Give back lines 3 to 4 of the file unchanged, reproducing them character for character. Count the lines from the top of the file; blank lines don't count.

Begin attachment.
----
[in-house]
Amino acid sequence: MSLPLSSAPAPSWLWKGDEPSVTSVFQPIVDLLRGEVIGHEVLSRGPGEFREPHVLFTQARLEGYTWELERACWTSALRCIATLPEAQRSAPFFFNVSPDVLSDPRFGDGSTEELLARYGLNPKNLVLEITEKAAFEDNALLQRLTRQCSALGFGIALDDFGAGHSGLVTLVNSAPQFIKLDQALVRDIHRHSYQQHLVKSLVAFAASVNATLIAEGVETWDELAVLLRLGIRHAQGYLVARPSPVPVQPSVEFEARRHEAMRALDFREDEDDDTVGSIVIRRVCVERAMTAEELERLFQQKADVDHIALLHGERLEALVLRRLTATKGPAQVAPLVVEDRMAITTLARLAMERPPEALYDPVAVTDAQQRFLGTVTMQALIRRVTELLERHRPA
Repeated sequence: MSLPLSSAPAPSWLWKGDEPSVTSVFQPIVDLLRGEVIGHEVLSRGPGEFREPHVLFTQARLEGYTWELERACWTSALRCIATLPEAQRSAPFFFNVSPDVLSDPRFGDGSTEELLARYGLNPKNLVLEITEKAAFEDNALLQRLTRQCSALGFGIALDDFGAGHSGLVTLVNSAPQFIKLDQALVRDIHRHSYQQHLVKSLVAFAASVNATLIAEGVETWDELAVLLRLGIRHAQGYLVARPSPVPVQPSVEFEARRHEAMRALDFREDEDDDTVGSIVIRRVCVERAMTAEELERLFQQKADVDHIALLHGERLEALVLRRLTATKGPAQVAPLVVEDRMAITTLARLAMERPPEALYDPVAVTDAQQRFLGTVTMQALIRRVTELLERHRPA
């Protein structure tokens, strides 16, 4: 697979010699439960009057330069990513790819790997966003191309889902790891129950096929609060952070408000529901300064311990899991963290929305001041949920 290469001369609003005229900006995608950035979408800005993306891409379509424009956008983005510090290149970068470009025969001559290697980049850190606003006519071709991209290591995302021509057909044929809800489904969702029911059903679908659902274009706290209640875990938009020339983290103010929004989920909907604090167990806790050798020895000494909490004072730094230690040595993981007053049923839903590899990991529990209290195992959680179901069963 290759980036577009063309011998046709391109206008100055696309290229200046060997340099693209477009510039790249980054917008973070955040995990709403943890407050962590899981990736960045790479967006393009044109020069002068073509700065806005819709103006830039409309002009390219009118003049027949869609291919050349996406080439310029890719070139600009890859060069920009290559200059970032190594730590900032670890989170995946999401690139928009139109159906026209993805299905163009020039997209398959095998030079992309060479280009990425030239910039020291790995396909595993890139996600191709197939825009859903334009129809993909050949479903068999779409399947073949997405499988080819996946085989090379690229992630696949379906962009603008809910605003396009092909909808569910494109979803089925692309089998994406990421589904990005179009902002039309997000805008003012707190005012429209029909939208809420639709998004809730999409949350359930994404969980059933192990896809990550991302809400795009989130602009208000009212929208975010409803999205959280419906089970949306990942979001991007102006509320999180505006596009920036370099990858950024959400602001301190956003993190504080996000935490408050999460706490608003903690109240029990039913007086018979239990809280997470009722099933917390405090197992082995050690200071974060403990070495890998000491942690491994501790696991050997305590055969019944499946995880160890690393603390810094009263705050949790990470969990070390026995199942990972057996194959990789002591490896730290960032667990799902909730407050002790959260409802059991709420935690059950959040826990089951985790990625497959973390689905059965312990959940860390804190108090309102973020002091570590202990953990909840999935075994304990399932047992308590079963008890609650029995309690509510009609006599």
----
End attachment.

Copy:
Repeated sequence: MSLPLSSAPAPSWLWKGDEPSVTSVFQPIVDLLRGEVIGHEVLSRGPGEFREPHVLFTQARLEGYTWELERACWTSALRCIATLPEAQRSAPFFFNVSPDVLSDPRFGDGSTEELLARYGLNPKNLVLEITEKAAFEDNALLQRLTRQCSALGFGIALDDFGAGHSGLVTLVNSAPQFIKLDQALVRDIHRHSYQQHLVKSLVAFAASVNATLIAEGVETWDELAVLLRLGIRHAQGYLVARPSPVPVQPSVEFEARRHEAMRALDFREDEDDDTVGSIVIRRVCVERAMTAEELERLFQQKADVDHIALLHGERLEALVLRRLTATKGPAQVAPLVVEDRMAITTLARLAMERPPEALYDPVAVTDAQQRFLGTVTMQALIRRVTELLERHRPA
């Protein structure tokens, strides 16, 4: 697979010699439960009057330069990513790819790997966003191309889902790891129950096929609060952070408000529901300064311990899991963290929305001041949920 290469001369609003005229900006995608950035979408800005993306891409379509424009956008983005510090290149970068470009025969001559290697980049850190606003006519071709991209290591995302021509057909044929809800489904969702029911059903679908659902274009706290209640875990938009020339983290103010929004989920909907604090167990806790050798020895000494909490004072730094230690040595993981007053049923839903590899990991529990209290195992959680179901069963 290759980036577009063309011998046709391109206008100055696309290229200046060997340099693209477009510039790249980054917008973070955040995990709403943890407050962590899981990736960045790479967006393009044109020069002068073509700065806005819709103006830039409309002009390219009118003049027949869609291919050349996406080439310029890719070139600009890859060069920009290559200059970032190594730590900032670890989170995946999401690139928009139109159906026209993805299905163009020039997209398959095998030079992309060479280009990425030239910039020291790995396909595993890139996600191709197939825009859903334009129809993909050949479903068999779409399947073949997405499988080819996946085989090379690229992630696949379906962009603008809910605003396009092909909808569910494109979803089925692309089998994406990421589904990005179009902002039309997000805008003012707190005012429209029909939208809420639709998004809730999409949350359930994404969980059933192990896809990550991302809400795009989130602009208000009212929208975010409803999205959280419906089970949306990942979001991007102006509320999180505006596009920036370099990858950024959400602001301190956003993190504080996000935490408050999460706490608003903690109240029990039913007086018979239990809280997470009722099933917390405090197992082995050690200071974060403990070495890998000491942690491994501790696991050997305590055969019944499946995880160890690393603390810094009263705050949790990470969990070390026995199942990972057996194959990789002591490896730290960032667990799902909730407050002790959260409802059991709420935690059950959040826990089951985790990625497959973390689905059965312990959940860390804190108090309102973020002091570590202990953990909840999935075994304990399932047992308590079963008890609650029995309690509510009609006599």